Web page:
I have been raising mason bees for years which means I am always buying new nesting tubes. That gets a little expensive. But over the weekend I attended a workshop down at Oregon State University and learned how to make tubes for free; not only for mason bees but for many of our other native cavity nesting bees.
Oregon’s native bees are great pollinators and providing nesting sites can increase their populations and for many crops will result in better yields. In modern landscapes we tend to be neat and tidy which often results in the removal of nesting sites. Bee hotels are a way to keep a manicured yard while still providing nesting sites.
Mason bees are the poster child for these native bees and many homeowners and schools are raising them these days. There are many other solitary bees such as Continue reading “Make Your Own Native Bee Nesting Tubes For Free”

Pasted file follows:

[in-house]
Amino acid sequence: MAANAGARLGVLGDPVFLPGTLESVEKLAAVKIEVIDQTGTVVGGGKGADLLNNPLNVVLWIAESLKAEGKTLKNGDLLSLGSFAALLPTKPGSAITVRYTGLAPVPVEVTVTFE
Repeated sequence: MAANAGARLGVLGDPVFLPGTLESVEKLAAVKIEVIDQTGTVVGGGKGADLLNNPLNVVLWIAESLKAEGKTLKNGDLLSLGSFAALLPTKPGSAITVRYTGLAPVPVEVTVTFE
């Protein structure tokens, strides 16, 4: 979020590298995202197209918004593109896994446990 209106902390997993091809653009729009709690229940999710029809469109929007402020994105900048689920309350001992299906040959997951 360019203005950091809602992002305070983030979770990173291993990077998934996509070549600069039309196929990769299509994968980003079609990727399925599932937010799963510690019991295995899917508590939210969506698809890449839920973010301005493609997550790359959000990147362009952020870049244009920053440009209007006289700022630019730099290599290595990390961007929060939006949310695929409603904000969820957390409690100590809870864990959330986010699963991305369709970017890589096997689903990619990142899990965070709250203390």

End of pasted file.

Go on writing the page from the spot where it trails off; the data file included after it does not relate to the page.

The Oregon Department of Agriculture has launched the Oregon Bee Project to help improve and ensure the health of 500-plus native species of bees that pollinate many of our crops. This program will include field research, public outreach and education, and the creation of an Oregon Bee Farm Certification to reward farmers who adopt bee-friendly practices.
They are looking for six flagship farms that already have suitable pollinator habitat. Part of the evaluation process is setting out traps to get an idea of what native bees are present on these farms. And to that end, Sarah Kincaid, entomologist with the ODA paid our farm a visit and put out three blue vane traps. These traps were developed for trapping beetles but Oregon State University researcher Dr. Sujaya Rao soon noticed that they were effective Continue reading “Oregon Bee Project Looks for Native Pollinators”